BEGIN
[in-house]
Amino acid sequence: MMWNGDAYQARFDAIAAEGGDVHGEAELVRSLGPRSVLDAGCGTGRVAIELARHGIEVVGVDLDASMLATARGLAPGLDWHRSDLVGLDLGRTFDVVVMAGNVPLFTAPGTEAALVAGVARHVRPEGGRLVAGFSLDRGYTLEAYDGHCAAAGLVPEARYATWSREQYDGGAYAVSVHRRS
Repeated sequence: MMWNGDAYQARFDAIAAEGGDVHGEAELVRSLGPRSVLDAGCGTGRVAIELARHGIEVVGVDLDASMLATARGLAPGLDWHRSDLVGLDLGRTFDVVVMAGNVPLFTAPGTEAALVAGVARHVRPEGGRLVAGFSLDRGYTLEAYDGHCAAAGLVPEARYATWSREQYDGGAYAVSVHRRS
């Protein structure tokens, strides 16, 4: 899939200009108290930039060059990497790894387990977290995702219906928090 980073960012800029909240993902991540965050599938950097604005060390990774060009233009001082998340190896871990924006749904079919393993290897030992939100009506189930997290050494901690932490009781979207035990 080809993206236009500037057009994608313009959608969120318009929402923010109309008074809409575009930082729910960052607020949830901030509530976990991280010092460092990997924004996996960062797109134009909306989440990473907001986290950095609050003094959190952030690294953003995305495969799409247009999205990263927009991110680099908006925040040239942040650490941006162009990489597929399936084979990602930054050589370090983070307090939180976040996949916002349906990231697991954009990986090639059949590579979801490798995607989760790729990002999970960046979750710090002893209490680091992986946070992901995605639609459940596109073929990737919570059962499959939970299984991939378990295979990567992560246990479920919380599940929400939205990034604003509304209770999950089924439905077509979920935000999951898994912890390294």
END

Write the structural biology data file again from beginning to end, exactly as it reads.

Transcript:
[in-house]
Amino acid sequence: MMWNGDAYQARFDAIAAEGGDVHGEAELVRSLGPRSVLDAGCGTGRVAIELARHGIEVVGVDLDASMLATARGLAPGLDWHRSDLVGLDLGRTFDVVVMAGNVPLFTAPGTEAALVAGVARHVRPEGGRLVAGFSLDRGYTLEAYDGHCAAAGLVPEARYATWSREQYDGGAYAVSVHRRS
Repeated sequence: MMWNGDAYQARFDAIAAEGGDVHGEAELVRSLGPRSVLDAGCGTGRVAIELARHGIEVVGVDLDASMLATARGLAPGLDWHRSDLVGLDLGRTFDVVVMAGNVPLFTAPGTEAALVAGVARHVRPEGGRLVAGFSLDRGYTLEAYDGHCAAAGLVPEARYATWSREQYDGGAYAVSVHRRS
């Protein structure tokens, strides 16, 4: 899939200009108290930039060059990497790894387990977290995702219906928090 980073960012800029909240993902991540965050599938950097604005060390990774060009233009001082998340190896871990924006749904079919393993290897030992939100009506189930997290050494901690932490009781979207035990 080809993206236009500037057009994608313009959608969120318009929402923010109309008074809409575009930082729910960052607020949830901030509530976990991280010092460092990997924004996996960062797109134009909306989440990473907001986290950095609050003094959190952030690294953003995305495969799409247009999205990263927009991110680099908006925040040239942040650490941006162009990489597929399936084979990602930054050589370090983070307090939180976040996949916002349906990231697991954009990986090639059949590579979801490798995607989760790729990002999970960046979750710090002893209490680091992986946070992901995605639609459940596109073929990737919570059962499959939970299984991939378990295979990567992560246990479920919380599940929400939205990034604003509304209770999950089924439905077509979920935000999951898994912890390294």